Naperville mom loses 200 pounds
By Nicki Anderson firstname.lastname@example.org January 9, 2012 5:12PM
Marge Lyse of Naperville has lost more than 200 pounds and has shared her story with millions. Here she sits on the set of The Today Show. | Submitted by Marge Lyse
Updated: February 12, 2012 8:04AM
I know only too well the challenges with losing a lot of weight. However, losing 50 pounds seems rather insignificant after my recent interview with Marge Lyse of Naperville.
At one time, Lyse weighed 387 pounds. Today, she has lost more than 200 pounds, and is sharing her story with millions via “The Today Show,” “Johnny B Show,” “ABC Morning News,” “People Magazine,” and on Jan. 15, she’ll appear on “Windy City Live” on ABC 7.
How did she do it? The old-fashioned way, exercise and eating healthy.
Lyse, 52, is an active, healthy mother of three grown children, grandmother to Ren, and wife to Glen. As a billing assistant at Midtown Athletic Club in Willowbrook, her life isn’t necessarily extraordinary, but her weight loss journey is.
“In 2001, I reached my all-time high weight — a weight I never thought I’d see,” she said. “My moment of change happened when I was at an anniversary party and had on a black blazer and a white top underneath.
“I was dancing up a storm — of course, sweating as if I was in a storm — and suddenly got very ill.”
Because she was embarrassed of her weight, she didn’t take off her blazer.
“I ended up suffering from heat exhaustion,” she said. “The next morning, I said enough. I was not going to have people see me like that again.”
Not sure where to begin, Lyse bought a case of Slim-Fast and joined a gym. During that time, Slim-Fast was very popular, so she drank the shakes for breakfast and lunch, then made a healthy dinner.
“I used the Slim-Fast for just a short time and used common sense for the rest of my journey,” Lyse said. “Even going to the doctor was embarrassing. I didn’t want to hear how much healthier I’d be if I lost weight, I knew that. I was heavy — not stupid!”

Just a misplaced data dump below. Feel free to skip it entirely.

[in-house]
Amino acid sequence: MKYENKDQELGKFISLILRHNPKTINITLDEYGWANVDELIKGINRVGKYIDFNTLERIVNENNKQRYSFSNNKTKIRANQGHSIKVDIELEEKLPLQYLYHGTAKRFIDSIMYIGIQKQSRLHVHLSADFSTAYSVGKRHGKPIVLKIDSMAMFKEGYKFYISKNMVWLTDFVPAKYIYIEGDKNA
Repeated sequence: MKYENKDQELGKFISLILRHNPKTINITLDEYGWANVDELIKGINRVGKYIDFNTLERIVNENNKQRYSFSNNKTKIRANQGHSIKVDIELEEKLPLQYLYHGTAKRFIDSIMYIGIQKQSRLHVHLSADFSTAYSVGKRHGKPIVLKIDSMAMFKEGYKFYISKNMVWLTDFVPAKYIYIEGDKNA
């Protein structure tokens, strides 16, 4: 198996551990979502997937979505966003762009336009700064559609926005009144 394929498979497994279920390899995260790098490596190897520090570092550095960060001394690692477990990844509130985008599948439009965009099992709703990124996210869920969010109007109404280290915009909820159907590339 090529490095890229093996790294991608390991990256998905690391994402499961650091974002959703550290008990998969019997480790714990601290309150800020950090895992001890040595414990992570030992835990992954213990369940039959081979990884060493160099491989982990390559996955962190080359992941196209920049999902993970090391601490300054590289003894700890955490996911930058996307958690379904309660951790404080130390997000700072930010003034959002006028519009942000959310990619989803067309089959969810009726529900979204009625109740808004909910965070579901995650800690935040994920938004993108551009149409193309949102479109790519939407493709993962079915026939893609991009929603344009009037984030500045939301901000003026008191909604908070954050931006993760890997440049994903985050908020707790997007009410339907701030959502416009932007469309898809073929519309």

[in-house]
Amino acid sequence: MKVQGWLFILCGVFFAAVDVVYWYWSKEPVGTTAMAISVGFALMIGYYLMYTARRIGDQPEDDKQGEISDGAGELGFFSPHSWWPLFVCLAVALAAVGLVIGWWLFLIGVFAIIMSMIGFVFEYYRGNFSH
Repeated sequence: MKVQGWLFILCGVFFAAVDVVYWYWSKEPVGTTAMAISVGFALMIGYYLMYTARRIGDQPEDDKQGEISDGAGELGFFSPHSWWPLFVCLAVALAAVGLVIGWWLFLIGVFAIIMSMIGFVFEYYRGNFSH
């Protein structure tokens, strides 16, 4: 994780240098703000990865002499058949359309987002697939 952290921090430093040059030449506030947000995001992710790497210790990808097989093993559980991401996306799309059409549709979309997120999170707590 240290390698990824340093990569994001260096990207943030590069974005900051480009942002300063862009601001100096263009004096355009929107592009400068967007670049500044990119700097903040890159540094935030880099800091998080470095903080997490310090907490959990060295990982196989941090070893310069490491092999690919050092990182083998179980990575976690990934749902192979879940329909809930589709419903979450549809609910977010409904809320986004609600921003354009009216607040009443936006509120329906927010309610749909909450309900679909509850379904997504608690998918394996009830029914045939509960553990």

Aside from figuring out the food part of her journey, the next big step for Lyse was finding a gym. The equipment as well as the “regulars” intimated Marge, but she knew what she had to do. She decided to start on a treadmill, and putting one foot in front of the other, she never looked back.
“There were people who said I couldn’t do this because I was in my 40s. They felt it was too late for what I was trying to accomplish,” Lyse said. “That just made me want it more, to prove to them that age doesn’t mean anything if you set your mind to it. Some habits are hard to break, but I swore to myself I would not go back to my bad habits ever again.”
For many people, sustainable motivation is the toughest part of weight loss — I know it was for me. But Lyse continued to focus on what would happen if she lost motivation and ended up where she started — at 387 pounds — that was out of the question.
Eleven years later, Lyse has kept the weight off.
If you look at the statistics about weight loss, she is an anomaly. But she has figured out what she needs to do to stay on task and devoted to her health, so she can focus on the things that really matter: her family and pursuing her certification as a fitness trainer.
“I’m at a point where I can’t go through the day without some form of activity,” Lyse said. “I started doing Zumba, and I love it. It gets my cardio up and my heart pounding. And most of all, it’s fun!”
For someone who has managed to make sustainable changes, Lyse has some solid tips to pass along.
“Don’t ever break that promise to yourself, to get healthy,” she said. “We make so many promises to everyone in our lives, but the most important one is to ourselves.”
She also says to remember that losing and keeping weight off is a lifestyle change, not a quick fix.
“Remember that your weight loss doesn’t stop with a magic number on a scale; it’s a daily challenge to keep your new lifestyle alive,” she said. “You see, it’s not will power that gets us through, it’s more like ‘want power.’”
She says her success has come from a “complete lifestyle change,” which “includes good health and activity.”
“I think it’s important for people to know that even though stress is a major part of our lives, we’re in charge of what we put in our mouths — we can control that,” she said. “Once we understand that a weight challenge is as much a mental issue as a physical one, we can better understand how to take that first step to better health. Everything starts with baby steps.”
To read more about Lyse’s story, pick up a copy of the January edition of “People” magazine.
Do you have an inspiring story about your journey to fitness? Share it with columnist Nicki Anderson at email@example.com.